While police routinely seek B.C. highway camera surveillance footage, the provincial government says the cameras aren’t capable of providing information that could violate anyone’s privacy.
Documents obtained by Glacier Media earlier this year under access to information laws show police routinely request footage taken by DriveBC’s B.C. highway web cameras as part of police investigations.
But, under documents Glacier recently obtained under the same laws, the Ministry of Transportation and Infrastructure “controls the camera location, selection, resolution and orientation such that licence plate information, private property and individuals cannot be identified.”
That information comes from a ministry privacy impact assessment of the HighwayCams program.
It said the cameras provide low-resolution, real-time images available through the DriveBC and BC HighwayCams websites.
The assessment said while users can pan and tilt the image, the camera stops at points that might impede the privacy of others.
The assessment said the images are publicly available through Amazon CloudFront.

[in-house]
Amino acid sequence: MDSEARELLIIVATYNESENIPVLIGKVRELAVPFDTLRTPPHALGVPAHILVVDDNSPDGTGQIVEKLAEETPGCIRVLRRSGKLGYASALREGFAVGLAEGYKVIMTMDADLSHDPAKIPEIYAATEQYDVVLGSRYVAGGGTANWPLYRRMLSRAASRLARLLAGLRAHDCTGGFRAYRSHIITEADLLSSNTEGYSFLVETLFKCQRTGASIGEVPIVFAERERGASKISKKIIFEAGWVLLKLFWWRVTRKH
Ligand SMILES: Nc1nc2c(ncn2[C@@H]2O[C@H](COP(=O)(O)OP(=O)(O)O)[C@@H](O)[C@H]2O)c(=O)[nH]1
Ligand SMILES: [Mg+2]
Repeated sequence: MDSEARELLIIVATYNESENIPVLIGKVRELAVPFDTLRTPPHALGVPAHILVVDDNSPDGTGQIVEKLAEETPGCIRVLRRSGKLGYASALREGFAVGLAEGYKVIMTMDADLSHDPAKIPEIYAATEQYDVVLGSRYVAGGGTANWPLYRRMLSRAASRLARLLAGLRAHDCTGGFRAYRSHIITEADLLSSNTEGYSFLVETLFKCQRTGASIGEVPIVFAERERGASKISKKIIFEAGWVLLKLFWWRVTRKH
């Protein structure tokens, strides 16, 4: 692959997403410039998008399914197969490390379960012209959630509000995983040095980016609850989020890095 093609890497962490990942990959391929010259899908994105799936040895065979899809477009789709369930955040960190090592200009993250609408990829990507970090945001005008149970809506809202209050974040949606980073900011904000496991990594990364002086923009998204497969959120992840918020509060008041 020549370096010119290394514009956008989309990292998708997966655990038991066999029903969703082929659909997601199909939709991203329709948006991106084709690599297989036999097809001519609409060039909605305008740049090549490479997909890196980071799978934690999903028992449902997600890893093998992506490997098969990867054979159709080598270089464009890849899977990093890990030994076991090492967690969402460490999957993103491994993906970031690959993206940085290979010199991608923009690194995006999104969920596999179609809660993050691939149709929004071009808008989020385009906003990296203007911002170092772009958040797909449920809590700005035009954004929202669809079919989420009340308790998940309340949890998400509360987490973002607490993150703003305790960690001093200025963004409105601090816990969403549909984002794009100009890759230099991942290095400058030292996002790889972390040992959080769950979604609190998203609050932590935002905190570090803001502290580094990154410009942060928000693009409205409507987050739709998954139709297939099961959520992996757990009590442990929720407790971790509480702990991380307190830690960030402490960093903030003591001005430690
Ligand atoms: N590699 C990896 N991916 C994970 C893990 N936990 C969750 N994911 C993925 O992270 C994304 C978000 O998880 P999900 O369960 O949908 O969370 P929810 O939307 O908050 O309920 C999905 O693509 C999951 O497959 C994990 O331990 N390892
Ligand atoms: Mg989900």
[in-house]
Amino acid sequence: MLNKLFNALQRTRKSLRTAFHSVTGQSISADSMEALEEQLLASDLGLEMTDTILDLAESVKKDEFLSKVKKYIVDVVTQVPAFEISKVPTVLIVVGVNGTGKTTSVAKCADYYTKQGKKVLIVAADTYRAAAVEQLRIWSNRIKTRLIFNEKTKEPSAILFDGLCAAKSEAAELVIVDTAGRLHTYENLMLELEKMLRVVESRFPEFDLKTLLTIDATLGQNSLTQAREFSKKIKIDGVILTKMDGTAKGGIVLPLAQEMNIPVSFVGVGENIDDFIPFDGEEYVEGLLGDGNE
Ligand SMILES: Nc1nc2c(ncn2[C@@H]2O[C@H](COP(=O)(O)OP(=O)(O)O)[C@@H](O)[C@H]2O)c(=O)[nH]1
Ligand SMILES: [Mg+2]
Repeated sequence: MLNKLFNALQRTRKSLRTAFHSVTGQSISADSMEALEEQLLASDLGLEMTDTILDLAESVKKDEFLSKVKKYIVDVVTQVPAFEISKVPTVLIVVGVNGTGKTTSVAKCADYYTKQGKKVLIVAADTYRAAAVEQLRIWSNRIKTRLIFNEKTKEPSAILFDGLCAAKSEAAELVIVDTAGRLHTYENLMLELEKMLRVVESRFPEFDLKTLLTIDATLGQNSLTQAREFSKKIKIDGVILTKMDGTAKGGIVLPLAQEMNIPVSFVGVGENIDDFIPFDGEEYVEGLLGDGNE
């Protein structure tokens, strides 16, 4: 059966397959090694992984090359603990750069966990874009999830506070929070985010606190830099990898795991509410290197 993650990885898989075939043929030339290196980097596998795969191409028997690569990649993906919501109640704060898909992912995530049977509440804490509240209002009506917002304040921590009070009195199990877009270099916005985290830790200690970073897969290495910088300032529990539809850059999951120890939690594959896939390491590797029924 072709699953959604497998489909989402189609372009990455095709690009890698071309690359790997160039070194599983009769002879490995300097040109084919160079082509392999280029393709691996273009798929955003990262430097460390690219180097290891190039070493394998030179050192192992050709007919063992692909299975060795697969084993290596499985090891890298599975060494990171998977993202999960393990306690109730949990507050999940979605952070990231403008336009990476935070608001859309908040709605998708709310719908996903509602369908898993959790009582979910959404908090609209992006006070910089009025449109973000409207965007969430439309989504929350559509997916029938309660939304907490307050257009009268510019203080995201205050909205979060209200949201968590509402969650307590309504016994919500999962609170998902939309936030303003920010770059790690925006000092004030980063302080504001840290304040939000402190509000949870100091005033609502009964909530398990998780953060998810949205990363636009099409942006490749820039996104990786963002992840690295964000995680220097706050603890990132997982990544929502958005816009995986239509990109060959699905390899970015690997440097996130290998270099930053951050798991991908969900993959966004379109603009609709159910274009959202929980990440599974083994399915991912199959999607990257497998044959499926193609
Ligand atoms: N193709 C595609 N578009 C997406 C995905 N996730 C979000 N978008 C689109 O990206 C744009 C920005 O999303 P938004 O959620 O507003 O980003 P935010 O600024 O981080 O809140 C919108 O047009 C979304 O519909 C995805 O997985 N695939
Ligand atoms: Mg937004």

“At the time of installation and setup, each camera is reviewed by the ministry web camera program manager to ensure it does not collect personal information and to confirm there are no privacy impacts,” the assessment said.
The assessment includes a detailed analysis procedure for cameras and information they could gather.
A handwritten note on the assessment said if any personal information is gathered, the work should be reviewed and updated.
Earlier documents showed the ministry had told police that any requested information might not be of much use to them.
“The webcams are not surveillance webcams, and the resolution is very low,” said a January email from Ministry of Transportation and Infrastructure web content strategist Peter Taylor to Kamloops RCMP Const. Wayne Dunn. “The HighwayCams Privacy Impact Assessment (PIA) states that the webcams cannot be used for law enforcement but police often consult them in an investigation. I don’t think they would be admissible in a court of law (personal opinion).”